Skip Navigation

Close and don't show again.

Your browser is out of date.

You may not get the full experience here on National Journal.

Please upgrade your browser to any of the following supported browsers:

The Next Economy | Big Questions The Next Economy | Big Questions

NEXT :
This ad will end in seconds
 
Close X

Want access to this content? Learn More »

Forget Your Password?

Don't have an account? Register »

Reveal Navigation
 

 

The Next Economy

Big Questions

Even With Debt, College Still Pays Off

For Less Corporate Fraud, Hire Female CFOs

Women are less prone to risky tax-avoidance measures that could lead to illegalities.

How an Oil Boom Brought Diversity to North Dakota

The number of blacks and Hispanics in the state rose by more than 50 percent between 2010 and 2013.

The Alarming, Long-Term Consequences of Workplace Stress

Health problems associated with job-related anxiety account for more deaths each year than Alzheimer's disease or diabetes.

How Black Middle-Class Kids Become Poor Adults

Once grown, African-American children are more likely than their white peers to backslide into a lower economic group.

Rural America's Silent Housing Crisis

Accounting for only 20 percent of the population, residents of more-isolated areas struggle to find a safe, affordable place to live—and to make anyone else care.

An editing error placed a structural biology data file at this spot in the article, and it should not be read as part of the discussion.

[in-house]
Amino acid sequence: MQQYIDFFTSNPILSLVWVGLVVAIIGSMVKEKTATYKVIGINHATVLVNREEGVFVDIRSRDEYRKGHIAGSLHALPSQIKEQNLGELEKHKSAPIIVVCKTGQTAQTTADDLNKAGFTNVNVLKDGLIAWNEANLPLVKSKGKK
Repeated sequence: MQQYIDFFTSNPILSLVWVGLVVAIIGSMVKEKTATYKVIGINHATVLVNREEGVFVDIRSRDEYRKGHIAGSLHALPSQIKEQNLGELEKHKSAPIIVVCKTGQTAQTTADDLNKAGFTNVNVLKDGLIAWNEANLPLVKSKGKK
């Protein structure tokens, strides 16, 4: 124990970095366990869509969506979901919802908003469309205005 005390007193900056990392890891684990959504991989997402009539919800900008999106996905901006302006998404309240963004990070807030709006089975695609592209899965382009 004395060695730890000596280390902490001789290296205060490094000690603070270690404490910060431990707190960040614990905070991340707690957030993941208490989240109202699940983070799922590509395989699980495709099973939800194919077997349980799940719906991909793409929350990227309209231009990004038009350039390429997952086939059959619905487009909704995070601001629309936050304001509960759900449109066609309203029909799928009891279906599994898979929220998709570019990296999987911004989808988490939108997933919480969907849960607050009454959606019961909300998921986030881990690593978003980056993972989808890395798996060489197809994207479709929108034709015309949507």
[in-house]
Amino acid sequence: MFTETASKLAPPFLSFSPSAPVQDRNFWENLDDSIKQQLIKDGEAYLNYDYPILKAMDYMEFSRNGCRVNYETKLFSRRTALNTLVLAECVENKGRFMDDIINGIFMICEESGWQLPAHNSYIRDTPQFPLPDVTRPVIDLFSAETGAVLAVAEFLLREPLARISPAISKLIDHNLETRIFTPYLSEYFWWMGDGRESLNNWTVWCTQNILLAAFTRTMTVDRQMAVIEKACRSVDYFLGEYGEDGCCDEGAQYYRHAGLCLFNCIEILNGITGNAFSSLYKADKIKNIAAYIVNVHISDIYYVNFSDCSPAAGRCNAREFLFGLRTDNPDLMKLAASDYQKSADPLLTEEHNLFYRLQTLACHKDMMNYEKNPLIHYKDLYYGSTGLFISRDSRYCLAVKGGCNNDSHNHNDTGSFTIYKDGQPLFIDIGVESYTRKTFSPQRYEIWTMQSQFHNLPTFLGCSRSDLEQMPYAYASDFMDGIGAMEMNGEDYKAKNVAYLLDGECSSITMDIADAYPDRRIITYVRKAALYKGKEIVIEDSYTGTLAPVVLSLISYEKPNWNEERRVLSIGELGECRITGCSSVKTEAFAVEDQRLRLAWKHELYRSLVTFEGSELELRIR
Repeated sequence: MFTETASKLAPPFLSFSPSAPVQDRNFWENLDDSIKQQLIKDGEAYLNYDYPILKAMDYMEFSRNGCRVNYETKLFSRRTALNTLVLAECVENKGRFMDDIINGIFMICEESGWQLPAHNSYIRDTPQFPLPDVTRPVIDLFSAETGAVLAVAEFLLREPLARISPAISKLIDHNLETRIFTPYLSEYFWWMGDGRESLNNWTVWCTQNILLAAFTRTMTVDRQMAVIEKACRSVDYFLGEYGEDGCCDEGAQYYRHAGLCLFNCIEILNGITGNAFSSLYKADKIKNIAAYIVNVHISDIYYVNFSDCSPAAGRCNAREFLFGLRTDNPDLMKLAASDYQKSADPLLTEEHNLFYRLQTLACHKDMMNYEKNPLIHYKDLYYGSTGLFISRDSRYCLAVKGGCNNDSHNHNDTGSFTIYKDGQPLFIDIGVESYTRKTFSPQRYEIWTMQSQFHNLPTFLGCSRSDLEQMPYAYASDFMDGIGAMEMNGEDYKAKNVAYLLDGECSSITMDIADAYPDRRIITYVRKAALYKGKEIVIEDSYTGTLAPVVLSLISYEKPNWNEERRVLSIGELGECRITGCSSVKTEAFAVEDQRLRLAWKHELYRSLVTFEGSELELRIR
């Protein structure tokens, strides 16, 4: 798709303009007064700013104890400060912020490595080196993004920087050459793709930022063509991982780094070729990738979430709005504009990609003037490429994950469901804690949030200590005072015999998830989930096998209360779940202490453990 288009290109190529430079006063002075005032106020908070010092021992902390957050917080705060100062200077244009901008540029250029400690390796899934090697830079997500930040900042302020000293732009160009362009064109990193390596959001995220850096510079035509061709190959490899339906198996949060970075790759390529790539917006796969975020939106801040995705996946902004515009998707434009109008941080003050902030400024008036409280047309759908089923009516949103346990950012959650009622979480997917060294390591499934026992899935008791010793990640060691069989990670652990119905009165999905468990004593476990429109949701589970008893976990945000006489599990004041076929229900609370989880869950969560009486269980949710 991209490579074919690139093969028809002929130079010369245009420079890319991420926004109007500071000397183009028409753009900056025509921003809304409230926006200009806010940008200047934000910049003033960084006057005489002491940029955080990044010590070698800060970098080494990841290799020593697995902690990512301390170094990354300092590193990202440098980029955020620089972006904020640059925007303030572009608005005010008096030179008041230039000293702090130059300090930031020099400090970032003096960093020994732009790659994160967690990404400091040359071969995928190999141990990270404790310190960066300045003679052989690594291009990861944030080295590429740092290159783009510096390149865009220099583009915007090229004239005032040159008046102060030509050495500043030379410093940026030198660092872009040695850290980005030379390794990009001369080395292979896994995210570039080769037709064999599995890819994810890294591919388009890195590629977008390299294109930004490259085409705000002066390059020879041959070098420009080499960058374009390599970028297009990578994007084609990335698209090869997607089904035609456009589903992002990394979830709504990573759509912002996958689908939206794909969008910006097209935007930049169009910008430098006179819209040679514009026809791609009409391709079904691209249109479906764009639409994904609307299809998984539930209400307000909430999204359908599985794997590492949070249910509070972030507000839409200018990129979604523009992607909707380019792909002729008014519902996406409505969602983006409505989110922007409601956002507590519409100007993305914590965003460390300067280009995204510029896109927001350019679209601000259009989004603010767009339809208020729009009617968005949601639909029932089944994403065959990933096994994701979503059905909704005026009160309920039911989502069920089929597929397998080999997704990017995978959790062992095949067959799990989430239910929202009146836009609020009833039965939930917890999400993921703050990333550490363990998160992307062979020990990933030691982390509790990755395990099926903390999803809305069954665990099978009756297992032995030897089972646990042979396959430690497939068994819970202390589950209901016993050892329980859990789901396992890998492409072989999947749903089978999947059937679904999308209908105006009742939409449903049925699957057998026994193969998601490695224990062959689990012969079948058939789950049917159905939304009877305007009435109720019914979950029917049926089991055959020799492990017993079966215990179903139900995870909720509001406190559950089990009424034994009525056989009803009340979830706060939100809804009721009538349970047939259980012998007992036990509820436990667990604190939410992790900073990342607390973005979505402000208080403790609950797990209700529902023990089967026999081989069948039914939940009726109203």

Is Real Estate Still Americans' Best Financial Bet?

Buying a home remains the most promising way for people to build wealth—but only because no one has come up with a better alternative.

Is Ending Segregation the Key to Ending Poverty?

Chicago's experiment in relocating poor African American families to rich white suburbs seems to be a success. So why are so few other cities doing the same?  

Compared to Previous Generations, How Bad Are Millennials' Finances?

Research suggests that though they have lower net worth, in some ways today's young adults may not be much worse off than their predecessors.

The Not-So-Good News About the Latest Jobs Report

Private sector job growth is finally improving. Government jobs are another story.

Show More
 
About The Next Economy

The Great Recession upended expectations about economic security in the United States, and it changed the way we work and live. The Next Economy project asks: How are Americans adapting to the new economy? This joint initiative from the Atlantic and National Journal will use polls, an annual special issue, national and local events with thought leaders and this site to answer that question.